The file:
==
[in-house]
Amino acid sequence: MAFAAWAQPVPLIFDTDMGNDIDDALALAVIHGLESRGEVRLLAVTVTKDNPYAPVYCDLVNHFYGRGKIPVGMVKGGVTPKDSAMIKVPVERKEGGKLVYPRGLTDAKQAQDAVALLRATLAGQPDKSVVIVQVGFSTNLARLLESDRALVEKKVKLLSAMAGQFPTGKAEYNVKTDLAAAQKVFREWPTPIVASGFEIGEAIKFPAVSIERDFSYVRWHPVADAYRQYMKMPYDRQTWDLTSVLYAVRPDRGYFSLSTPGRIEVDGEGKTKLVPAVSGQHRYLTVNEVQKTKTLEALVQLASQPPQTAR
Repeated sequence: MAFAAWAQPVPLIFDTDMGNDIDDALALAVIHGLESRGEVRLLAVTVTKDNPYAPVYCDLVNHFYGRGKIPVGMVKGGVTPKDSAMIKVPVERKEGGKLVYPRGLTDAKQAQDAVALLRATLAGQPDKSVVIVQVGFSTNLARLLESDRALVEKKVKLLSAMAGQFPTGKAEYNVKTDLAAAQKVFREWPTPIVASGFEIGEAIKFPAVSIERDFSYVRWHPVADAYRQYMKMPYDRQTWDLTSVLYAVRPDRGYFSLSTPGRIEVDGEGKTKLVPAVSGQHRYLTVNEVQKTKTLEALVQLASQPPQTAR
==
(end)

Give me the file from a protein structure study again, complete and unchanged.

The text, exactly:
[in-house]
Amino acid sequence: MAFAAWAQPVPLIFDTDMGNDIDDALALAVIHGLESRGEVRLLAVTVTKDNPYAPVYCDLVNHFYGRGKIPVGMVKGGVTPKDSAMIKVPVERKEGGKLVYPRGLTDAKQAQDAVALLRATLAGQPDKSVVIVQVGFSTNLARLLESDRALVEKKVKLLSAMAGQFPTGKAEYNVKTDLAAAQKVFREWPTPIVASGFEIGEAIKFPAVSIERDFSYVRWHPVADAYRQYMKMPYDRQTWDLTSVLYAVRPDRGYFSLSTPGRIEVDGEGKTKLVPAVSGQHRYLTVNEVQKTKTLEALVQLASQPPQTAR
Repeated sequence: MAFAAWAQPVPLIFDTDMGNDIDDALALAVIHGLESRGEVRLLAVTVTKDNPYAPVYCDLVNHFYGRGKIPVGMVKGGVTPKDSAMIKVPVERKEGGKLVYPRGLTDAKQAQDAVALLRATLAGQPDKSVVIVQVGFSTNLARLLESDRALVEKKVKLLSAMAGQFPTGKAEYNVKTDLAAAQKVFREWPTPIVASGFEIGEAIKFPAVSIERDFSYVRWHPVADAYRQYMKMPYDRQTWDLTSVLYAVRPDRGYFSLSTPGRIEVDGEGKTKLVPAVSGQHRYLTVNEVQKTKTLEALVQLASQPPQTAR